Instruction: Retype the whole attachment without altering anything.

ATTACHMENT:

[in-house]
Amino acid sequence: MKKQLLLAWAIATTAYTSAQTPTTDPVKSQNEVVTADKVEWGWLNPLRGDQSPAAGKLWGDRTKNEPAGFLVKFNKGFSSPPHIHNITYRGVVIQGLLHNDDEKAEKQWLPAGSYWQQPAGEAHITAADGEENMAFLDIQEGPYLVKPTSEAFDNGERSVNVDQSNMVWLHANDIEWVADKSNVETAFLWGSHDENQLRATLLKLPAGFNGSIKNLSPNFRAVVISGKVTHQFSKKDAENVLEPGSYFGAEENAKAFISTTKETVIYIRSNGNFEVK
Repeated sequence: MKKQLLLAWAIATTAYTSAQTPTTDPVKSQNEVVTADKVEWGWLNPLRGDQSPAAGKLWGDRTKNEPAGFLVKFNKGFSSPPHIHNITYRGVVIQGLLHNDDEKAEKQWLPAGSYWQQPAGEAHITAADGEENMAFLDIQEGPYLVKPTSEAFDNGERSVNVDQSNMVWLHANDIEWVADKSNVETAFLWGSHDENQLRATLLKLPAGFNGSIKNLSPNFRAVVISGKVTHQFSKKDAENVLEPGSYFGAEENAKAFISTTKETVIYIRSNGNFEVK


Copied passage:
[in-house]
Amino acid sequence: MKKQLLLAWAIATTAYTSAQTPTTDPVKSQNEVVTADKVEWGWLNPLRGDQSPAAGKLWGDRTKNEPAGFLVKFNKGFSSPPHIHNITYRGVVIQGLLHNDDEKAEKQWLPAGSYWQQPAGEAHITAADGEENMAFLDIQEGPYLVKPTSEAFDNGERSVNVDQSNMVWLHANDIEWVADKSNVETAFLWGSHDENQLRATLLKLPAGFNGSIKNLSPNFRAVVISGKVTHQFSKKDAENVLEPGSYFGAEENAKAFISTTKETVIYIRSNGNFEVK
Repeated sequence: MKKQLLLAWAIATTAYTSAQTPTTDPVKSQNEVVTADKVEWGWLNPLRGDQSPAAGKLWGDRTKNEPAGFLVKFNKGFSSPPHIHNITYRGVVIQGLLHNDDEKAEKQWLPAGSYWQQPAGEAHITAADGEENMAFLDIQEGPYLVKPTSEAFDNGERSVNVDQSNMVWLHANDIEWVADKSNVETAFLWGSHDENQLRATLLKLPAGFNGSIKNLSPNFRAVVISGKVTHQFSKKDAENVLEPGSYFGAEENAKAFISTTKETVIYIRSNGNFEVK